The surroundings and the way someone is treated in your space will also increase or decrease the perceived value of your products.


Always keep shoppers in mind. What will they see first as they approach? Hopefully, your top-selling product is in clear sight. Does your setup encourage people to touch and pick up items? Does it make them think of gift-giving?


I explain these essentials in MAKE MORE MONEY AT CRAFT FAIRS and share a ton more ways to create a display that adds value to your products.


Sign up for the FREE email challenge: 5 DAYS TO A STANDOUT CRAFT SHOW DISPLAY for an easy-to-follow guide that will whip your display into shape and turn it into a moneymaker.




How you write about your products and the way you speak about them can change a shopper’s perception of them.


If you’re quickly naming, describing, and scribbling signs, the lack of attention to the keywords you use could be the reason your products aren’t selling.


Imagine dressing up and going out for a fancy dinner at an elegant restaurant. The environment is lovely and the food has gotten amazing reviews but your server walks up and says “What’s up? Just thought I’d let you know the chicken is on special. What do you want to drink?” It would detract from your “fine dining” experience, wouldn’t it?


If instead, the server said: “Our feature this evening is a pan-seared chicken breast in a white wine sauce, garnished with fresh parsley” it would make their chicken special sound a lot more elegant, expensive and enticing.


Here are a few areas to examine when it comes to the language you use for your business:


Product Names

Would you type in “handbag” or “coral Aztec print diaper bag” when searching for a diaper bag in this season’s colors and prints? If you want people to find your products in their searches and put more value on them, be detailed with your product names. *bonus tip: if you can add a relevant benefit to your product name, even better! “Washable Coral Aztec Print Diaper Bag” would be appealing to moms and they may even specifically search for “washable diaper bags”.




Your descriptions should paint a picture and get shoppers to imagine themselves using your products. “Handmade. 14” x 10″. Green cotton.” doesn’t add much value to the bag.


On the other hand: “Handmade backpack style diaper bag to evenly distribute weight and avoid back pain caused by heavy one-shoulder bags. Each seam is double stitched for durability. 5 interior pockets help keep all your items organized and easy to find. This bag is made from environmentally friendly, organic cotton and can be thrown in the wash for easy cleaning. Aztec print is available in this season’s color trends: coral, lime green, and aqua.”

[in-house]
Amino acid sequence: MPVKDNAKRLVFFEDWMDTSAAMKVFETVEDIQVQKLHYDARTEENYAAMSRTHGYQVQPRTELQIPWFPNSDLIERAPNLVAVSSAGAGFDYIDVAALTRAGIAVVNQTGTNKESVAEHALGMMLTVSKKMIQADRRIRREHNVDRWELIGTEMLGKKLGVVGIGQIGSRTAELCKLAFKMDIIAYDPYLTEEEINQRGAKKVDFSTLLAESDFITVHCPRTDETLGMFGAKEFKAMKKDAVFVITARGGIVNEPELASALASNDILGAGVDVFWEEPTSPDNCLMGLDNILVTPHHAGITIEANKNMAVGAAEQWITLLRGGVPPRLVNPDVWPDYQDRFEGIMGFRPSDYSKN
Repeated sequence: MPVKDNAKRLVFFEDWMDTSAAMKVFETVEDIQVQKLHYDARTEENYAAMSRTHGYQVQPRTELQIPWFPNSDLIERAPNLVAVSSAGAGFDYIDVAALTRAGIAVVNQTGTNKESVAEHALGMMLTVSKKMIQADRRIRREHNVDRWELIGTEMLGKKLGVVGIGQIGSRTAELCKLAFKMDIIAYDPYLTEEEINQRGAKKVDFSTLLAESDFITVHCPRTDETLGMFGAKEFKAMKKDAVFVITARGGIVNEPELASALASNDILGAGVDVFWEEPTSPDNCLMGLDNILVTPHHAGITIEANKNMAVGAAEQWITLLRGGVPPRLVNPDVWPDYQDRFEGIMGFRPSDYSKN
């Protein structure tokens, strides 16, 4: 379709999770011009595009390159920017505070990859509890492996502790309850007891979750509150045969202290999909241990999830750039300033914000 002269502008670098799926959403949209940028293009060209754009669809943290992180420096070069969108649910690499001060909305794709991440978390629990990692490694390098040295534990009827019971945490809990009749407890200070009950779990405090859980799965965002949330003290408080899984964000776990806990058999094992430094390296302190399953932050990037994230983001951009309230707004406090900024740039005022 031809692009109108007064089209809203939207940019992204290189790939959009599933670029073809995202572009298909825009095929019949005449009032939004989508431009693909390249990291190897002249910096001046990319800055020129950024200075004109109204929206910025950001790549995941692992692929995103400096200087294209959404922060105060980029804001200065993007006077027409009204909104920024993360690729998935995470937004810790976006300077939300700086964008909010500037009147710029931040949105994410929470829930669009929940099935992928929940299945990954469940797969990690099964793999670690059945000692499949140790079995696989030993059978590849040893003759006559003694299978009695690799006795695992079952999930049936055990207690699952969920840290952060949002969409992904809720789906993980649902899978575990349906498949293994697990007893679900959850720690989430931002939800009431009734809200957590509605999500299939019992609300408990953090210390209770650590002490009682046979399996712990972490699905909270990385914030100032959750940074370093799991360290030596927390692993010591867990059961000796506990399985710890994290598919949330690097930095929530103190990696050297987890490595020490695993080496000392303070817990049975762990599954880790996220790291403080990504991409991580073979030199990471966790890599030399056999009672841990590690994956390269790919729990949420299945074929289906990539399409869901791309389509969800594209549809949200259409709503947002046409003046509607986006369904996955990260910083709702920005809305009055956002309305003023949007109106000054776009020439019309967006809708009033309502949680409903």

The first description shows a lack of effort while the second communicates the benefits of the bag, helps the shopper imagine how they’ll use it, and points out the social currency they’ll gain (owning a bag in this season’s color trend makes them look much cooler;).


Find product description examples and templates here.




Your product names and selling features should be pointed out in your signage at a craft show as well. You won’t get the chance to go into depth with every shopper so your signs should be used to share important messages that help people see more value in the products you’re selling.



Etsy Shop Announcement

This section is typically the first paragraph of text shoppers will read when they visit your Etsy shop. Make it count and use it to encourage the shopper to stick around and buy. You’ll find lots of Etsy shop announcement tips and examples here.




This section should be used to show your credentials, point out how you’re different from your competitors, and build a connection with your site visitors. Think about your target market and what you have in common with them. Random facts are okay to share but question whether they’re relevant to your brand or products, and if they’ll add value. Your bio should answer the question: why you? Why should someone buy from you over the next person?



Sales pitches

When you’re selling your products at a craft show, you want to say the right things that will help shoppers understand the benefits of your products. If you don’t know what those are or how to communicate them properly, it could be the reason your handmade items aren’t selling (Make More Money at Craft Fairs will help you with selling at a craft show. And The Successful Introvert will help you sell if you hate selling).


Imagine car shopping and having the salesman point out the buttons, show you how to start the car and where the trunk is. These are all things you can easily figure out on your own. What you may need to hear to be more interested in buying is how the back seats fold down and that you can easily fit a kayak and paddles in there so you know it’s perfect for your outdoor adventures.



Finally understand why your hard work isn't resulting in more sales